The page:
You can also filter by time, if you are only interested in portions of the recording, or if the entire recording won't fit into available memory (RAM) at one time. Use the t1 and t2 parameters to specify the start and stop time, in seconds, to retrieve from the block. This example reads only from time t1=10s to time t2=20s of the block into Python:

data = tdt.read_block('C:\TDT\TDTExampleData\Algernon-180308-130351',
    t1=10, t2=20)

read_block offers many more useful options that are described in its help documentation.



epoc_filter applies advanced epoc filtering to extracted data. For example, if you only want to look at data around a certain epoc event, you will use epoc_filter to do this. See the Raster/PSTH example for a complete demonstration.

To only look at data around the epoc event timestamps, use a t parameter to set the filter time range. In this example, data from 20ms before the Levl epoc to 50ms after the onset is kept.

data = tdt.epoc_filter(data, 'Levl', t=[-0.02, 0.07])

To only look at data when an epoc was a certain value or values, use a values parameter. In this example, only data when the Freq epoc was equal to 9000 or 10000 is retained.

data = tdt.epoc_filter(data, 'Freq', values=[9000, 10000])

If you want to look for a particular behavioral response that occurs sometime during the allowed time range, use the modifiers filter. In this example, only data when the Freq epoc was 10000 AND the Resp epoc had a value of 1 sometime during the Freq epoc is retained.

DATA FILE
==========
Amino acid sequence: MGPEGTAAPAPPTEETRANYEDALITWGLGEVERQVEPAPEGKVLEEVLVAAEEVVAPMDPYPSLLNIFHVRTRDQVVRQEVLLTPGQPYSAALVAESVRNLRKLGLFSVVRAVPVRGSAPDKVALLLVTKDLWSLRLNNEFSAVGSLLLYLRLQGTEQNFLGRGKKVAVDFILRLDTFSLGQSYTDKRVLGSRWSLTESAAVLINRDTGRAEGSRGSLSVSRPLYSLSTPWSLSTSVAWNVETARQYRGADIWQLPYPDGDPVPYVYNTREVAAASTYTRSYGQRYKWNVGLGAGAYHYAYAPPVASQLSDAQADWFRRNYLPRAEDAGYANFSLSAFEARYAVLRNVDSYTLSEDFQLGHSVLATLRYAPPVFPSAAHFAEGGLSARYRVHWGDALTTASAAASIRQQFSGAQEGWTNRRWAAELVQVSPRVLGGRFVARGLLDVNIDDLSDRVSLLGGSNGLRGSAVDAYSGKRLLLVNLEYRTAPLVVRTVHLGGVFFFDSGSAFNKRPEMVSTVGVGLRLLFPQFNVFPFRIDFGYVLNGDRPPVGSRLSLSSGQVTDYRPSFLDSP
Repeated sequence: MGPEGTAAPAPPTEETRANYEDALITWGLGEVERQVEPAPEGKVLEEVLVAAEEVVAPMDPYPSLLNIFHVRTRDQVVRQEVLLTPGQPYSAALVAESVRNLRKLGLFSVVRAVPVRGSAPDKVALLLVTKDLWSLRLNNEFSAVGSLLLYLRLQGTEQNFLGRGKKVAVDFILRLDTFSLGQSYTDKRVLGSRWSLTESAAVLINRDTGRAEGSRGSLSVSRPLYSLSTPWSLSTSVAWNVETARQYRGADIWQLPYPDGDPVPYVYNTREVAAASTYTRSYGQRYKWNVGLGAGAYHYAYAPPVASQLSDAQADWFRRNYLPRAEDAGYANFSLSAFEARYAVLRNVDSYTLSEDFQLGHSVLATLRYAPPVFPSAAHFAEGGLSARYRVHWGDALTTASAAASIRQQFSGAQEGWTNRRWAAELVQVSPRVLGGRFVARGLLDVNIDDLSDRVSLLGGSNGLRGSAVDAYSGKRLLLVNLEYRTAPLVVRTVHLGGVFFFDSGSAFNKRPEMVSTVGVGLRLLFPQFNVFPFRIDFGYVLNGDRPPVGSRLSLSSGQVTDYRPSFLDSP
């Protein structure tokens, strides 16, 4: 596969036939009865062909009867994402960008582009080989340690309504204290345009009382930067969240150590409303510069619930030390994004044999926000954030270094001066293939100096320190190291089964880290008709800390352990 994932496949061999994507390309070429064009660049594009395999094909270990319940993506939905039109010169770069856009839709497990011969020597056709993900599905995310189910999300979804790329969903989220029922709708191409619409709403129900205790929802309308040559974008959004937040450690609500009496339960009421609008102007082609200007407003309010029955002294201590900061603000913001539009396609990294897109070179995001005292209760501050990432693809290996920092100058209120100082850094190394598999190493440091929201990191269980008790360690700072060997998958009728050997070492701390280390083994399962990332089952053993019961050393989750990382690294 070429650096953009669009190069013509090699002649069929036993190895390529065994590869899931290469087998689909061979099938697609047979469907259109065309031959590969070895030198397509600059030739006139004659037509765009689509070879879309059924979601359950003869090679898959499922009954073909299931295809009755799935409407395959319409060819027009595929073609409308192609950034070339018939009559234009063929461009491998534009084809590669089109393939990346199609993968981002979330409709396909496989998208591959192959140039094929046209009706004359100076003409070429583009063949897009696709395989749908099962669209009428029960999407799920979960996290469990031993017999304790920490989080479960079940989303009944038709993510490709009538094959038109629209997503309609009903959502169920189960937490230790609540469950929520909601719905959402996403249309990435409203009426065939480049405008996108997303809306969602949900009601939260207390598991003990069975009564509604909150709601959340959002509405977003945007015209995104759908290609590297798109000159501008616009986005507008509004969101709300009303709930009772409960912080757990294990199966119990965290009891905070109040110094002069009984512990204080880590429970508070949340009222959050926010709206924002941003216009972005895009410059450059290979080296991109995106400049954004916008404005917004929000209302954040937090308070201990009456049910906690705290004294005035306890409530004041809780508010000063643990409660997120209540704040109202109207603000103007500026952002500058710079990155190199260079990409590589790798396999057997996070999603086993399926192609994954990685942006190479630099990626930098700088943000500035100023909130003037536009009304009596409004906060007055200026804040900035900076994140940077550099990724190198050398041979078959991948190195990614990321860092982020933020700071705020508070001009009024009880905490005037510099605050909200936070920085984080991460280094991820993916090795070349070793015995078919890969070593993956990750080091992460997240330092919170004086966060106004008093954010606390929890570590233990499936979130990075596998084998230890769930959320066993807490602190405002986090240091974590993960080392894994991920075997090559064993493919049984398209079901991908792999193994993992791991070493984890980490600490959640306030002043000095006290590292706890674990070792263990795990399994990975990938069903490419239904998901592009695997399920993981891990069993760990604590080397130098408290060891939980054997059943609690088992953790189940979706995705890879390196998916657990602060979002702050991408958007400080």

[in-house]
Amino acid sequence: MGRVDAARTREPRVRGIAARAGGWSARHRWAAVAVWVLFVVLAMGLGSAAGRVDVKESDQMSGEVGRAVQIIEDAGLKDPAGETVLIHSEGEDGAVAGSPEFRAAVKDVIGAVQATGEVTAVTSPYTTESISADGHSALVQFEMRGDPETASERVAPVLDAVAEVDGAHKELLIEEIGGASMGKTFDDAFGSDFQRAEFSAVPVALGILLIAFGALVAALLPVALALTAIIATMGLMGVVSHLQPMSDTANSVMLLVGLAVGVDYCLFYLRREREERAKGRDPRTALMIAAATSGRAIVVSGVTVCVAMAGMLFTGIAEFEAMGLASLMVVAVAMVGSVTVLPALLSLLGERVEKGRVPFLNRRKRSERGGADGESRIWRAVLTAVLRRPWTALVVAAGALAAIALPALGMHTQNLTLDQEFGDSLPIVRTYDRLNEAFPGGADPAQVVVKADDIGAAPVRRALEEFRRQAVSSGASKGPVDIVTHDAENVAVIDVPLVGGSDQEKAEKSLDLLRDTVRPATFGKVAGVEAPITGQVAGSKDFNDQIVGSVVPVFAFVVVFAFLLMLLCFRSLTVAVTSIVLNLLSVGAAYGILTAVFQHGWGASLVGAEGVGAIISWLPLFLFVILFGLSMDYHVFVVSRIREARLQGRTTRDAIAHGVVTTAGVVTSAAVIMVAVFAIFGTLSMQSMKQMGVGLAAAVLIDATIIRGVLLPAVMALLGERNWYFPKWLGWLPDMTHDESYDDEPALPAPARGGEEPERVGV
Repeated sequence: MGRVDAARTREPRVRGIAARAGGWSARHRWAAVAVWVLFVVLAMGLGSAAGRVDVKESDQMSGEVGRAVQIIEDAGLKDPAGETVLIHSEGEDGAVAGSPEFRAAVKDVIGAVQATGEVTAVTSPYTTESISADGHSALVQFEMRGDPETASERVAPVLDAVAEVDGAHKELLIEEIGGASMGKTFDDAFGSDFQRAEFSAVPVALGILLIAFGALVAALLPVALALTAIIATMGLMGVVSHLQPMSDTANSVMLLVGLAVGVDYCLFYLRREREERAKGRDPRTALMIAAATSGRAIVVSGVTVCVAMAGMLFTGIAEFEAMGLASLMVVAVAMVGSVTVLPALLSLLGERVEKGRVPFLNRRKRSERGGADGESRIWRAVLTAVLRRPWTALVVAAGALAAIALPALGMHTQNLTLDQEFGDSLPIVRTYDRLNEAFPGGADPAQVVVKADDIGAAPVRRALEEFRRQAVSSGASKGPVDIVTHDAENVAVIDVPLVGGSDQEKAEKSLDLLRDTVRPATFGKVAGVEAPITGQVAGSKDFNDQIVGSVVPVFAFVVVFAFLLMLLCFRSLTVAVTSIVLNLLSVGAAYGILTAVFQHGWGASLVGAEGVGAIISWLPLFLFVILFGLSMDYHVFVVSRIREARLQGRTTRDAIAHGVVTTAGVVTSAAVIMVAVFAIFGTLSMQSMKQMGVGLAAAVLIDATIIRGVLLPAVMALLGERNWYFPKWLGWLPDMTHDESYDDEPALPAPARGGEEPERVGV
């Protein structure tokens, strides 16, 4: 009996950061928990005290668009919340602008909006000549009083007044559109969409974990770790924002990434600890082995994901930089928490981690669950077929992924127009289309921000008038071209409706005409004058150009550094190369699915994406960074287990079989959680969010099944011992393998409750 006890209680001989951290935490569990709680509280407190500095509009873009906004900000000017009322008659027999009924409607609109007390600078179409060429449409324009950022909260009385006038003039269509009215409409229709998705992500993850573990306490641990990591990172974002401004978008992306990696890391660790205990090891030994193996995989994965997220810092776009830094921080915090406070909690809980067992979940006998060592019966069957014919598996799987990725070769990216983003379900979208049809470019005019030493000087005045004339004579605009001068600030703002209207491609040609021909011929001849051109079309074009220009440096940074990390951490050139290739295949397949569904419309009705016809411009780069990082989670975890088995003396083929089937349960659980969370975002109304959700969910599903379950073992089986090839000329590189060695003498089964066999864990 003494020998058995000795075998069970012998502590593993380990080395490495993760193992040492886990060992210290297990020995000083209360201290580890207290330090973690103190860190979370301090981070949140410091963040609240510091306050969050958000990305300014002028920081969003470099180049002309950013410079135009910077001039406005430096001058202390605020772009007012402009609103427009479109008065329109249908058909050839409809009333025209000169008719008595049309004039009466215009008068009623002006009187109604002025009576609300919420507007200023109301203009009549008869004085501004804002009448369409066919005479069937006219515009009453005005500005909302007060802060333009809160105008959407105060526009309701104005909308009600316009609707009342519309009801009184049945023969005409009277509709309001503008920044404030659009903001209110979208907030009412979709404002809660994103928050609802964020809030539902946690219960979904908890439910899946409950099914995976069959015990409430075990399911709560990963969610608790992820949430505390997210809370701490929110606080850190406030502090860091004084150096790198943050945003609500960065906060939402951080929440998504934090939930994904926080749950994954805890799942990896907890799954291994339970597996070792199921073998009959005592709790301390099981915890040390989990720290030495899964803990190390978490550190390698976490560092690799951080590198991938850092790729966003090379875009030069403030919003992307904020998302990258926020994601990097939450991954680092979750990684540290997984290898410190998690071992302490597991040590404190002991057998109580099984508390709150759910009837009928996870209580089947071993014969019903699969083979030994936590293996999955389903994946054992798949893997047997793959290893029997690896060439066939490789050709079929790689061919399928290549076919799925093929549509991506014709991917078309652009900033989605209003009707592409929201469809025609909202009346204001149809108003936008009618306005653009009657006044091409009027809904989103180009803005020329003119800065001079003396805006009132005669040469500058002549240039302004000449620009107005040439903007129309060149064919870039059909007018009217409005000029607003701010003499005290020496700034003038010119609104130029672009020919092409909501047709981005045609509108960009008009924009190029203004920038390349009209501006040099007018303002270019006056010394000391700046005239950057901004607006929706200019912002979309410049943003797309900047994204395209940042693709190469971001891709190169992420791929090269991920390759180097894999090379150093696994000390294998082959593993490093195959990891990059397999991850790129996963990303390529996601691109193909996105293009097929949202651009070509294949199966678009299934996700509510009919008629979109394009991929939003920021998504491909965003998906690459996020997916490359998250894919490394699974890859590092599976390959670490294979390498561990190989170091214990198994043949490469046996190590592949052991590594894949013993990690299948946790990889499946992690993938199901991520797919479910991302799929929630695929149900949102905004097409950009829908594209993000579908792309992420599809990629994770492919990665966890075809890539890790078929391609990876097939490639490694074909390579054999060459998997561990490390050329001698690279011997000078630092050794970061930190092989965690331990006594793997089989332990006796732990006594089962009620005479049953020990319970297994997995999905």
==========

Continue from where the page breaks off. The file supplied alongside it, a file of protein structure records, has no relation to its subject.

data = tdt.epoc_filter(data, 'Freq', values=[10000])
data = tdt.epoc_filter(data, 'Resp', modifiers=[1])

As you can see, for complex filtering the output from one call to epoc_filter can become the input to the next call to epoc_filter. If your data sets are large, or if you are iterating through many combinations of epoc variables, it is preferred to extract only the epocs and do all of the epoc filtering first to find the valid time ranges that match the filter, and then use this as the ranges input to read_block to extract all events (including snips, streams) on only those valid time ranges.

# read just the epoc events
data = tdt.read_block(block_path, evtype=['epocs'])

# use the epocs to find time ranges we want
data = tdt.epoc_filter(data, 'Freq', values=[9000, 10000])
data = tdt.epoc_filter(data, 'Levl', values=[70, 80, 90])
data = tdt.epoc_filter(data, 'Resp', modifiers=[1])

# read just the value time ranges from the whole data set
data = tdt.read_block(block_path, ranges=data.time_ranges)


read_sev reads SEV files into a Python structure. SEV files are created by the RS4 Data Streamer or by enabling the Discrete Files option when streaming continuous signals in Synapse. SEV files consist of a single channel of data per file, with a short header, so it is very fast to read them. read_block will automatically call read_sev if it finds SEV files in the block directory. Like read_block, read_sev needs only one input: the block path.

data = tdt.read_sev('C:\TDT\Synapse\Tanks\Exp1-160921-120606\Sub1-1')

read_sev will return a structure containing the streams that it found. Each stream field includes the data array and sampling rate.